Behaviourist and broadcaster, Jez Rose, blogs about the process of achieving Soil Association Organic Certification for his Cambridgeshire farm and home to The Good Life Project.

Newly planted apple trees burst into life this Spring.

It’s hard to believe that its been almost 4 months since the inspector from the Soil Association visited us to make his initial inspection and help guide us to achieving certified organic status. So much has happened in that time that it seems so much longer – I had to check the date twice and rummage in my paperwork to find the confirmation letter as I didn’t trust the calendar!

We’ve made so much progress with the development of the farm that I’m sure Mike (the inspector) wouldn’t recognise the place – when he visited the site was technically a building site.

But it’s not just about our progress, having started with a bare patch of land, the impact of Spring was remarkable on the large bare patches of grass and soil. The blank, baron raised beds are now full of life, bursting with potato crops, shallots and garlic, peas, clover, cucumber, tomatoes, parsnips, lettuce, kale, asparagus and the fruits have suddenly sprung into action: strawberries, raspberry, blackberry, tayberry and apples – from bare roots, crowns, plugs and tiny seeds, we’re enjoying every day the beauty and magnitude of nature.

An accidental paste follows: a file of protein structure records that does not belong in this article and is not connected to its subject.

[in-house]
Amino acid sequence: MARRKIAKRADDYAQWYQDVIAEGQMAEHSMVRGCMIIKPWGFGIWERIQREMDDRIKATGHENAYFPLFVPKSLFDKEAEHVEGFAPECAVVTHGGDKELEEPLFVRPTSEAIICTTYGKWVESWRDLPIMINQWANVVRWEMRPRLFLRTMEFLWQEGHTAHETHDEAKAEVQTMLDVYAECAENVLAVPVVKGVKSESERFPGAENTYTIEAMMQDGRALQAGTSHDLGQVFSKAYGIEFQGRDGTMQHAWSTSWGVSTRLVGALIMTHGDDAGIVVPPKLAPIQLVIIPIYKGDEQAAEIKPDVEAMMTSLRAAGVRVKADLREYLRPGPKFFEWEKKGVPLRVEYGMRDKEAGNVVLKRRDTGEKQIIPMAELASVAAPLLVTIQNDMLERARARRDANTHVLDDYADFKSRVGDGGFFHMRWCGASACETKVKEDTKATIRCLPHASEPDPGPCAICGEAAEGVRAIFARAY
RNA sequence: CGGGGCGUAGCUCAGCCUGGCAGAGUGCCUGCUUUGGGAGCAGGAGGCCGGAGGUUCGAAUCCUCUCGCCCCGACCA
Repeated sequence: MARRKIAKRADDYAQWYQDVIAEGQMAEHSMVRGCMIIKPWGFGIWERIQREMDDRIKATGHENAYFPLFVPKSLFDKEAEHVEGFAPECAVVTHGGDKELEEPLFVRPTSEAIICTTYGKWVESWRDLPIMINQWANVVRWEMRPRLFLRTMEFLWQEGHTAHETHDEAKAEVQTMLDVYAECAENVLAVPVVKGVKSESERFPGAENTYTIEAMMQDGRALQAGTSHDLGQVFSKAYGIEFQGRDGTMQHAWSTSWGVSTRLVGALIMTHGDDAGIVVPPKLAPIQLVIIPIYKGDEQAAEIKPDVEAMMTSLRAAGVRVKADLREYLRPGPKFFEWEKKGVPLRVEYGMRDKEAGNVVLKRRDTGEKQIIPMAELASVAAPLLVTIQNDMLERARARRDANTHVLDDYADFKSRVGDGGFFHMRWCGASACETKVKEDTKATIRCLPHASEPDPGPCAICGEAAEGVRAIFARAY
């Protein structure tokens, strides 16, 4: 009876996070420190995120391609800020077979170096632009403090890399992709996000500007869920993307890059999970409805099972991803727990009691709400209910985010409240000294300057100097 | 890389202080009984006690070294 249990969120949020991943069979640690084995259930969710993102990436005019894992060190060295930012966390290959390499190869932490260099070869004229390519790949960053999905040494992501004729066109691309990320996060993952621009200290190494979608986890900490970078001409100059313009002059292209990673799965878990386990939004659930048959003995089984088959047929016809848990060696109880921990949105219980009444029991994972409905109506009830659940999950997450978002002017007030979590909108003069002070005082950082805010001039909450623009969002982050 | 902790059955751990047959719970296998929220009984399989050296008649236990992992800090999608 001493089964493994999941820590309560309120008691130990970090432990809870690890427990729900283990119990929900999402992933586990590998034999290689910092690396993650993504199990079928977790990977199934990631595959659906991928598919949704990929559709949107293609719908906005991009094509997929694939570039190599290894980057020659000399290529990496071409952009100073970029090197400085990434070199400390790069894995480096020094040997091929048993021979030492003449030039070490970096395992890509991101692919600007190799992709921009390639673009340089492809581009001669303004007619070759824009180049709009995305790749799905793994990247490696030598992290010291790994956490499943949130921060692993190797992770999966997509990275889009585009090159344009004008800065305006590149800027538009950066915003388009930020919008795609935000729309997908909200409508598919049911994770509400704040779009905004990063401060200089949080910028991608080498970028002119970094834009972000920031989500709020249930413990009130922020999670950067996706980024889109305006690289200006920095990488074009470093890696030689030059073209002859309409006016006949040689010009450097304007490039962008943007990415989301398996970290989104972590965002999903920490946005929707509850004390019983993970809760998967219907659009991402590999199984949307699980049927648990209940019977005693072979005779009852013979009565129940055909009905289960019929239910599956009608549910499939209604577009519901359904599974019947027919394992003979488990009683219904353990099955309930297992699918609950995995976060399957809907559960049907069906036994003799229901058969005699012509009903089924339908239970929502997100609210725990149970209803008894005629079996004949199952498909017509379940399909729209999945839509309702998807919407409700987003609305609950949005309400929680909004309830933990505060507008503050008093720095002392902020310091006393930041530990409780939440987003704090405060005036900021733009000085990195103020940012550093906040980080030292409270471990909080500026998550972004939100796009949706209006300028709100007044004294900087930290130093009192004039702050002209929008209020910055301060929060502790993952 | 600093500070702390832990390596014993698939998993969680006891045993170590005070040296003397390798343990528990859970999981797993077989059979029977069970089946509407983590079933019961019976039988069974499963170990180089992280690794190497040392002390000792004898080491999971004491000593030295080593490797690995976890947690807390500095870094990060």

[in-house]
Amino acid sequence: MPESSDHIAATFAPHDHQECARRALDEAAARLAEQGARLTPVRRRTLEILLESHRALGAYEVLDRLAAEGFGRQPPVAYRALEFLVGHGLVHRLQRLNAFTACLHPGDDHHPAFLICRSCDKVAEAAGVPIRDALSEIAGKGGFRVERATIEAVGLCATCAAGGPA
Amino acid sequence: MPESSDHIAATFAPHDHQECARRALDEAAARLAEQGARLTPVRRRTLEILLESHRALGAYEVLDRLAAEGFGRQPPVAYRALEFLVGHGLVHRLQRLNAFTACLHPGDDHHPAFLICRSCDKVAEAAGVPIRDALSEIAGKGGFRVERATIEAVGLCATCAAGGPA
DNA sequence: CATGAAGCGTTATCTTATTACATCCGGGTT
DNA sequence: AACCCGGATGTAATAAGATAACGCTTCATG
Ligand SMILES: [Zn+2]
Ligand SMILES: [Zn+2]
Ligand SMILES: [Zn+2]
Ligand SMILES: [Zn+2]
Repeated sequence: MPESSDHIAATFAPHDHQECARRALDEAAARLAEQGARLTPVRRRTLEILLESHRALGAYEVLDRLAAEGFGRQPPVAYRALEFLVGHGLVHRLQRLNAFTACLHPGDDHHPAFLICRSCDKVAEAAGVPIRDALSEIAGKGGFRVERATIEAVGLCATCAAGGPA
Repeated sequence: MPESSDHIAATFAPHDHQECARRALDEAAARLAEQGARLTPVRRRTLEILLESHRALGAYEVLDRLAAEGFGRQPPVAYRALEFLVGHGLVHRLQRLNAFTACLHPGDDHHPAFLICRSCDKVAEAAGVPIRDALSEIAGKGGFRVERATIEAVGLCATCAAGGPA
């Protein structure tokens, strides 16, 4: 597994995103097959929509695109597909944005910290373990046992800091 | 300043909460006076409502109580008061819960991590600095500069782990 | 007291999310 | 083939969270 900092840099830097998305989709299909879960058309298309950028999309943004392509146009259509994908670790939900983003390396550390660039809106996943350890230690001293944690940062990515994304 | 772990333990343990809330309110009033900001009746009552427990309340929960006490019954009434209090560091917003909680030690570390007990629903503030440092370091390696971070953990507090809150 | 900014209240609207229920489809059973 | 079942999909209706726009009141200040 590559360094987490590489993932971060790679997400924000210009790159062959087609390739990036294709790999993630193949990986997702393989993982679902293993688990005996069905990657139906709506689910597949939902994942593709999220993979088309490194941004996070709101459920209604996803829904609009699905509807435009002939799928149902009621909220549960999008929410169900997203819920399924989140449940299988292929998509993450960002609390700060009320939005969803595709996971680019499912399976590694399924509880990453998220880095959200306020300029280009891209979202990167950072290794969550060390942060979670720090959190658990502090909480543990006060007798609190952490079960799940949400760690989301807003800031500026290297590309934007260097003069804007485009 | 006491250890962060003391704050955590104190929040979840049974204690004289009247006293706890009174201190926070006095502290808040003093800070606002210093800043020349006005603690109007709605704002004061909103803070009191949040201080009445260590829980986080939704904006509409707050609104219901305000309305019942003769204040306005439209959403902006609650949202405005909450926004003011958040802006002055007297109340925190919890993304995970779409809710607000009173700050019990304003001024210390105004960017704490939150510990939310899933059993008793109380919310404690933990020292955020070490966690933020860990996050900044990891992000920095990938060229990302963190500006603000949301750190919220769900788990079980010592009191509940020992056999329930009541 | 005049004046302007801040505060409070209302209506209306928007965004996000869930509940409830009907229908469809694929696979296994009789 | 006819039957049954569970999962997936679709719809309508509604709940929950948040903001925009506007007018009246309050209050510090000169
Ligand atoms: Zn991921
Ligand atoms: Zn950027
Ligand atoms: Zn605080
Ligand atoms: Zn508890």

In the short time since we began this journey, I’ve converted

Tales from the Farm – Lessons Learned

“TV’s favourite gardener”, Monty Don, inspires Jez Rose, a frustrated behaviourist and amateur gardener, to grow a new life, as detailed in Tales from the Farm. Monty Don’s book inspired Jez to buy a farm in the countryside, create his own garden and write about the joy, obsession and mud.

The brand new training barn is finished! My favourite parts are the whiteboard wall and the wild flower roof.

It’s been 6 months since Mrs Jez and I moved into the farm and its also been a while since I last blogged with tales from the farm. That’s partly because every time it looks like we’re about to turn a corner and things are sorted and calming down, we face another major obstacle, or we discover yet another major thing that is broken.

The latest challenge, which is, frankly, putting it lightly, was to discover that our bore hole is leaking. A lot. The inspection chamber was

How to Train a Chicken (the real secrets of leadership, management and team building)

You learn so much about people, teams and leadership by training chickens.

Our new chickens, which we’ve named Chasseur, Casserole, Cajun and Stuart are bright, friendly and highly trainable. I’m talking distinguishing between different shapes, coming to you when called, playing the xylophone and even riding a skateboard – and perhaps more useful in your role at work, they can help you to create super switched on management teams, too.

Are they souper chickens? We like to think so!